There are a lot of solid reasons for investors to include medical technology stocks in their portfolios. The healthcare sector has grown faster than the economy and seems poised to continue to do so, and the more established names in this field routinely post excellent returns on capital. Better still, medical technology is generally spared the feast-famine cycle of patent expirations that bedevil the pharmaceutical sector.

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Now we can add another reason to like medical device stocks - dividends. As many investors already know, the stocks of companies that pay dividends tend to outperform those that do not. When you combine the advantages of dividend-paying stocks with the advantages of medical technology stocks, you have a powerful mix.

Four Names To Investigate
Not many medical device stocks pay dividends, but I believe investors should investigate these four names:

Abbott Labs
Admittedly, Abbott Labs (NYSE: ABT) is something of a "cheat" on this list, as the company does derive a sizable portion of its profits from pharmaceuticals. Nevertheless, this is a company with excellent long-term growth characteristics and compelling drivers for future growth. The company's new stent platform is capturing share from Boston Scientific (NYSE: BSX), and I believe many investors under-appreciate the quality and growth potential of Abbott's diagnostics franchise. With a solid long-term record of cash flow growth, a good return on capital, no major patent issues and manageable debt, I believe dividend-seeking investors can get that coveted "twofer" here - income and growth.

Like Abbott, I have to confess that Baxter (NYSE: BAX) does generate a meaningful amount of profit from business outside of what I call medical technology. Still, it is not a pharmaceutical company, so I believe it does belong here. Although Baxter has had some safety and reliability issues, the fact remains that the company invests heavily in innovation and can leverage two cash-rich businesses (medication delivery and renal) while waiting for recombinant and plasma-based therapies to drive the next leg of growth. Here, too, there is a solid history of cash flow performance and a good return on capital. Though Baxter does not appear to have the growth potential of Abbott, it is slightly cheaper.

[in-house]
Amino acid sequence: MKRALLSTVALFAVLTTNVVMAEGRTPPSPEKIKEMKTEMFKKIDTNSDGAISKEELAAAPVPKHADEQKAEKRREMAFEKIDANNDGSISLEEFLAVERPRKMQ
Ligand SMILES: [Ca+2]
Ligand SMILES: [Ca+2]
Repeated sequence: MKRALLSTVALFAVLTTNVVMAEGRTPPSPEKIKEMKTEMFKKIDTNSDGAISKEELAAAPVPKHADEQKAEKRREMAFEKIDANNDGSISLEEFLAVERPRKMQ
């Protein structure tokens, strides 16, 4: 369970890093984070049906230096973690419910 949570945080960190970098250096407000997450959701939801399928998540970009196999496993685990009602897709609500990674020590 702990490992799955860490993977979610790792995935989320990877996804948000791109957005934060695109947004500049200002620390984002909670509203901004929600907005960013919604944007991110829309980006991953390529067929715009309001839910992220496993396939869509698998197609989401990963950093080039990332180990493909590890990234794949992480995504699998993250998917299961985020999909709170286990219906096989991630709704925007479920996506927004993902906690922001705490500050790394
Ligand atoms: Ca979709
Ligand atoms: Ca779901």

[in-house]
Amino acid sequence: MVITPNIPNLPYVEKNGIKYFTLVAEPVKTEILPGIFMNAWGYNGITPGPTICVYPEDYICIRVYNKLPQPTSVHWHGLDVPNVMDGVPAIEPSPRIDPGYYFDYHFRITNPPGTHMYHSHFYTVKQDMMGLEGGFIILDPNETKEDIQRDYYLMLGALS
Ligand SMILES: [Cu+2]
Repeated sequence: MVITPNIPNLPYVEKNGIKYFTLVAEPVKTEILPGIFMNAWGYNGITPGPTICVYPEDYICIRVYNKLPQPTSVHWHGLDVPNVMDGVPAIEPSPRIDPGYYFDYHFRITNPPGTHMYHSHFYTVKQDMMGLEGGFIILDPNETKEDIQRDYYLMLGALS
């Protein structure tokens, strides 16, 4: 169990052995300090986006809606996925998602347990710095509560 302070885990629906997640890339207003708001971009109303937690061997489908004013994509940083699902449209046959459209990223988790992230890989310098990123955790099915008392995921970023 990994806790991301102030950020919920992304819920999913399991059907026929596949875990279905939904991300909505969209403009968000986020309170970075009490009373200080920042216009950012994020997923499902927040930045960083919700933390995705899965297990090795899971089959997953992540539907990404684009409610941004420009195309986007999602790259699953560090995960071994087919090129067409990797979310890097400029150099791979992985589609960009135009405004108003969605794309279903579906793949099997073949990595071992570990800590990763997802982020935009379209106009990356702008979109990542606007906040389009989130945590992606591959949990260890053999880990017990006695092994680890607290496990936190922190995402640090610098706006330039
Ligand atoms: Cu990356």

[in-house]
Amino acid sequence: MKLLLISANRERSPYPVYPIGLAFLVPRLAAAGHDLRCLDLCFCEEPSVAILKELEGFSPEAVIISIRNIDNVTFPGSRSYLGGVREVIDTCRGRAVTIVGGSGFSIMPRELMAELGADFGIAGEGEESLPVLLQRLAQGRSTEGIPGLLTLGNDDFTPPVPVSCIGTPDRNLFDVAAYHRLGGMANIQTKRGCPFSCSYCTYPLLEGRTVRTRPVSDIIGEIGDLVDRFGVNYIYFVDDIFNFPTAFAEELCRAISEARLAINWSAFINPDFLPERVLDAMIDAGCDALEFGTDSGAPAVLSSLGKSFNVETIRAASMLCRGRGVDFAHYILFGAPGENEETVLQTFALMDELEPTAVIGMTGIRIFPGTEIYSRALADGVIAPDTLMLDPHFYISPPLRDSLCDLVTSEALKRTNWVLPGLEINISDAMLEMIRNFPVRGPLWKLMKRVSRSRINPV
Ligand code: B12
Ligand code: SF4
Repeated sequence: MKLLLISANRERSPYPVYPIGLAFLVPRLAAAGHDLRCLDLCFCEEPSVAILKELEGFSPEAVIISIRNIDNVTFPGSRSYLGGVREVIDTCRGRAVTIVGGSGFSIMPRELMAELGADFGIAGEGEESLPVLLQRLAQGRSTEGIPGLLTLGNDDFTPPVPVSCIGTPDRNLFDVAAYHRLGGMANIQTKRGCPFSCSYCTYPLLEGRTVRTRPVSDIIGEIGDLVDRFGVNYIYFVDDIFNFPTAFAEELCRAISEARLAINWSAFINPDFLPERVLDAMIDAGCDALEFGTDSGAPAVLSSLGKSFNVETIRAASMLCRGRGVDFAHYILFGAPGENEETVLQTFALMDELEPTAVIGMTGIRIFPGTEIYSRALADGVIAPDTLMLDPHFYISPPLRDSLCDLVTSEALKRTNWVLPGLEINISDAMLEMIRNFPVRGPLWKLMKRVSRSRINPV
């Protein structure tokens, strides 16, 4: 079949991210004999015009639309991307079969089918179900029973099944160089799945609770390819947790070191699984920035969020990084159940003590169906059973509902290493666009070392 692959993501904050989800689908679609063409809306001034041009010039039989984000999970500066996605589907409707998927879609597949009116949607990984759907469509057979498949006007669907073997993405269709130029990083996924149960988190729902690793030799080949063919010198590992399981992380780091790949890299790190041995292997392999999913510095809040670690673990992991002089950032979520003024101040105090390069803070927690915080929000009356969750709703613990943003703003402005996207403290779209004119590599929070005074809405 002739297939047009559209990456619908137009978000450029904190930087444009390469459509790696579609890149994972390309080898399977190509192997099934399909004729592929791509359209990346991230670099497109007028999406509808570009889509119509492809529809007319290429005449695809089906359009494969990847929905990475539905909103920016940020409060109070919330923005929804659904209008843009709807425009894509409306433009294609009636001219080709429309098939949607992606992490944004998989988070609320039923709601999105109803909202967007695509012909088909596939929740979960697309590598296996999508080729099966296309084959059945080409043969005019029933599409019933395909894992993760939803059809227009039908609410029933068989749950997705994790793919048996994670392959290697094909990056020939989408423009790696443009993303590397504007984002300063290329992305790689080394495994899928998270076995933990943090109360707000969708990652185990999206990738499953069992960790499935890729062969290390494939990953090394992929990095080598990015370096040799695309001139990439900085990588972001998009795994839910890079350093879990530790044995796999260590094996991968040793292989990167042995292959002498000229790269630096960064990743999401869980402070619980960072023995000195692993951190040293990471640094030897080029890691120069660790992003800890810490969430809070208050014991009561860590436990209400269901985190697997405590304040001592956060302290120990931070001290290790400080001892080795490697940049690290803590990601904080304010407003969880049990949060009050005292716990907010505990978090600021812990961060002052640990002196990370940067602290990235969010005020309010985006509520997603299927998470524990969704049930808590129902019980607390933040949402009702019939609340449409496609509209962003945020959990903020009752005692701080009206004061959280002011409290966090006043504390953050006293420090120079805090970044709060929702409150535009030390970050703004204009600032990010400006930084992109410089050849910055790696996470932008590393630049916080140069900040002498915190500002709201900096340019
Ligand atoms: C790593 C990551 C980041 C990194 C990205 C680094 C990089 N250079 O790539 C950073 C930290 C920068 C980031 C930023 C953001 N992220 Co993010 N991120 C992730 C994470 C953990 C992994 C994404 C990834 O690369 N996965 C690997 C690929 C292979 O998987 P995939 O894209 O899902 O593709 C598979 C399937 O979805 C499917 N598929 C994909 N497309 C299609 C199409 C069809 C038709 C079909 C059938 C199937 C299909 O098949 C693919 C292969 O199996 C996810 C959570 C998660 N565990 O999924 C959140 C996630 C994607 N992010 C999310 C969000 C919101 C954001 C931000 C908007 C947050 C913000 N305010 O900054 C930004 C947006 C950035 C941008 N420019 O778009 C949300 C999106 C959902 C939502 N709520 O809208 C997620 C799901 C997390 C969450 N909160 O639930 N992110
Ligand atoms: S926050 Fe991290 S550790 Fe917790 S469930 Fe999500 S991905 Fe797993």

Hard-core dividend enthusiasts may balk at Medtronic's (NYSE: MDT) relatively measly 1.9% dividend yield, but here I take a page from Wayne Gretzky - skate to where the puck is going to be, not to where it is now. In other words, while Medtronic may not have the highest payout today, I firmly believe that this company will show above-average dividend growth in the years to come. (For more, see A Checklist For Successful Medical Technology Investment.)

Medtronic is a huge player in a number of significant businesses, including cardiac rhythm management, stents, diabetes, spinal care and neurological intervention. While Medtronic is in the midst of an often-awkward transition from fast grower to mature growth, the company produces a lot of cash flow and does not have a record of making dumb deals with shareholders' money.

Becton Dickinson
I have written previously about boring-but-lovable Becton Dickinson (NYSE: BDX). I especially like the combination of a mature-but-lucrative device business and fast-growing molecular diagnostics platform. Like the other names in this article, Becton has posted impressive returns on capital and continues to generate ample free cash flow. Should Becton emerge as a leader in the still-evolving molecular diagnostics market (which could be worth tens of billions of dollars), that dividend payout could grow at an above-average rate over the coming years. (For more, see The Power Of Dividend Growth.)

Four Good Places To Start
Of course, it is vital for every investor to do his/her own due diligence. That said, I am bullish on each one of these names for both the dividend prospects they offer and their relative value in the market today. Given the considerable structural advantages to both healthcare and dividend-paying stocks as investment categories, I think investors could find the combination to be quite powerful for their own portfolios. (For more, see Dividend Yield For The Downturn.)

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